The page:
EAGE/PESGB Workshop on Velocities - 4 April 2019
Full waveform inversion (FWI) produces high-resolution earth models, the use of which can improve seismic imaging. FWI can also help create absolute inversion products, by filling the low frequency spectral gap in the integration with amplitude seismic data. However, what frequency should be used for FWI to cost-effectively estimate absolute elastic properties remains an open question. We present analysis from a case study in the Norwegian Sea. Initially we demonstrate how imaging challenges have been overcome by the use of FWI and high-end imaging. Following this, we reveal there is a cost-benefit sweet-spot for the low frequency models from FWI and broadband seismic amplitude data in the generation of absolute seismic inversion products.
[PDF] From Feasibility to Reservoir Characterization: A fully integrated 4D seismic approach for reservoir management. A case study in the Western African offshore
Author: Cyrille Reiser, Didier Lecerf
SEG - 1 January 0001
The development and management of deep-water fields requires material investments and must be supported by the best technology solutions and tools. In this paper, we highlight how the seismic data was used to support the reservoir monitoring of a producing field in the West Africa Offshore. We also discuss how a dedicated 4D seismic project helped in the understanding of fluid movements and fault behaviors in the field in the aim of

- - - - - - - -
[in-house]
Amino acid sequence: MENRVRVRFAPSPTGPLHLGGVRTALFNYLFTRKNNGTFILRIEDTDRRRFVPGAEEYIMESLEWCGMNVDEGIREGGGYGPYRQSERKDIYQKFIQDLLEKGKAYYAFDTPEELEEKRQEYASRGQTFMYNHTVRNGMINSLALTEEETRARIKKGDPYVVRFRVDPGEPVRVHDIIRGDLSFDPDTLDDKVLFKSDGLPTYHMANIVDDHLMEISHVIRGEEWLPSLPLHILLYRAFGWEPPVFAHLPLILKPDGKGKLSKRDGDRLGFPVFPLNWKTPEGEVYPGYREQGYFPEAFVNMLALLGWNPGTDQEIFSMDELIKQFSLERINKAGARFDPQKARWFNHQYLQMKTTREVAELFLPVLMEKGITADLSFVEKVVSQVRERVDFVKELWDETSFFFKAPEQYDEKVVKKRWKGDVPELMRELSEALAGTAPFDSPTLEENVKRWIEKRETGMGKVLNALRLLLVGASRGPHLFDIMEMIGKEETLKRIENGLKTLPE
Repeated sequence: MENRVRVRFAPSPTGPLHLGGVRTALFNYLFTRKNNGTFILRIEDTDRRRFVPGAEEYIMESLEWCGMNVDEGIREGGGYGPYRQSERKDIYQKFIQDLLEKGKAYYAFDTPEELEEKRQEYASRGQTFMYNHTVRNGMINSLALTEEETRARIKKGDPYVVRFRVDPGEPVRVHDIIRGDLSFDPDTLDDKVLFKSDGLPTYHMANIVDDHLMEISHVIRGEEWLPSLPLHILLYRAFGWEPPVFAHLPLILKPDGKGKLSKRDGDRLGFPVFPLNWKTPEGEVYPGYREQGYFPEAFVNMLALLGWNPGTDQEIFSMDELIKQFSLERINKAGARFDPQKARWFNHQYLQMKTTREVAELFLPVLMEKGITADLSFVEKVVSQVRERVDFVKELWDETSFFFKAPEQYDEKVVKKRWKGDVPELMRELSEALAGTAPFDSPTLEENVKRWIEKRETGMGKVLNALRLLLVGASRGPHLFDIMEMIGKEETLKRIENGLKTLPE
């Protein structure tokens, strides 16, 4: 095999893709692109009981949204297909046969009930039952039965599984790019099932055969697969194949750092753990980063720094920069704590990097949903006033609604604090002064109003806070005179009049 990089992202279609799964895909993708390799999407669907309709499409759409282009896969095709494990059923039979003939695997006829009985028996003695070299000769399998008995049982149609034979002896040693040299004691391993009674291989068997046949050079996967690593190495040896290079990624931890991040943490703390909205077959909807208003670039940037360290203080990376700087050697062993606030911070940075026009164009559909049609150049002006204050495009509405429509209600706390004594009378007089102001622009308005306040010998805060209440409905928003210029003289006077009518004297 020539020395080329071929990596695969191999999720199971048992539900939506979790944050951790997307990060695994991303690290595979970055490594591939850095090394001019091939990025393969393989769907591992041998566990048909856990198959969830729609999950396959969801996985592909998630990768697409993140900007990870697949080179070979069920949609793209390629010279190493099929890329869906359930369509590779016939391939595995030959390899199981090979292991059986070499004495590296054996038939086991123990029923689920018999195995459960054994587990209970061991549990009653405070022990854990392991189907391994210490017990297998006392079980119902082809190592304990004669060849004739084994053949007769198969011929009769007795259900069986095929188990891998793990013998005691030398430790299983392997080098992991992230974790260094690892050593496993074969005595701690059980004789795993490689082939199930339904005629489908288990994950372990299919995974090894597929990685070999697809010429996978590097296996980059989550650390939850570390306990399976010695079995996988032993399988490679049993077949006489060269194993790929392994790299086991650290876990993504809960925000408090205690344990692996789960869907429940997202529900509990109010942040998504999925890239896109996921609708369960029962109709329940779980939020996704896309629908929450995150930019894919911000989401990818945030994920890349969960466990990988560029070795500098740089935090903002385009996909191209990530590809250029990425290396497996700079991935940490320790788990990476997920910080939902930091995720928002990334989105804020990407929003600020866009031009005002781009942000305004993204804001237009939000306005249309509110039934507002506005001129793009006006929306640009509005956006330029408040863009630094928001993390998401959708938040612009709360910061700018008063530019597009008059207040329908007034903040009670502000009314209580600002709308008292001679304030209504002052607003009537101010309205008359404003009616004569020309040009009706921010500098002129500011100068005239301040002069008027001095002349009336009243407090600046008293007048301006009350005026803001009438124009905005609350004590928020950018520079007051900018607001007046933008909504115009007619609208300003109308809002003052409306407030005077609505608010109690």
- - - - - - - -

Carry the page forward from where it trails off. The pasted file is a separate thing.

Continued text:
identifying business opportunities and driving decision making over our Area of Interest.
[PDF] Application of Full Waveform Inversion to resolve an eroded shallow carbonate platform, North Madura, East Java, Indonesia
Author: David Cavalin, Nurrul Ismail, Tom Paten, Kola Agbebi, Dave Lim
IPA - 2 September 2019
Proven plays in North Madura have been identified in the Miocene carbonate and syn-rift Eocene clastic systems. 3D broadband seismic data was acquired in order to obtain higher resolution and deeper imaging of potential prospects and leads within these systems.
Besides improving resolution, penetration, imaging and seismic attributes, broadband data has another major advantage; it allows the low frequencies of the recorded data to drive a more complex velocity model update technique: Full Waveform Inversion (FWI).
Standard traveltime reflection tomography techniques provide long to mid wavelength velocity updates but generally fail in updating shallow water environments while giving limited resolution in the rest of the velocity model. However, a more accurate velocity model is needed to correct rapid vertical and lateral velocity heterogeneities. Small-scale velocity anomalies in this survey include gas bearing river channels, whereas eroded shallow carbonate platforms present additional challenges related to structural distortions observed on the time domain outputs. Such velocity anomalies must be resolved prior to imaging the deeper section.
FWI operates by minimizing residuals calculated between recorded shot records and modeled shots, within a certain frequency band. An iterative approach was used to update the velocity model starting with low frequencies available from the broadband seismic data. Using the lowest possible frequency data, containing coherent signal, minimizes the risk of cycle skipping thus allowing the FWI update to start from a benign velocity model. The successive passes of FWI introduced details into the velocity model conforming to the geological challenges identified at the beginning of the project.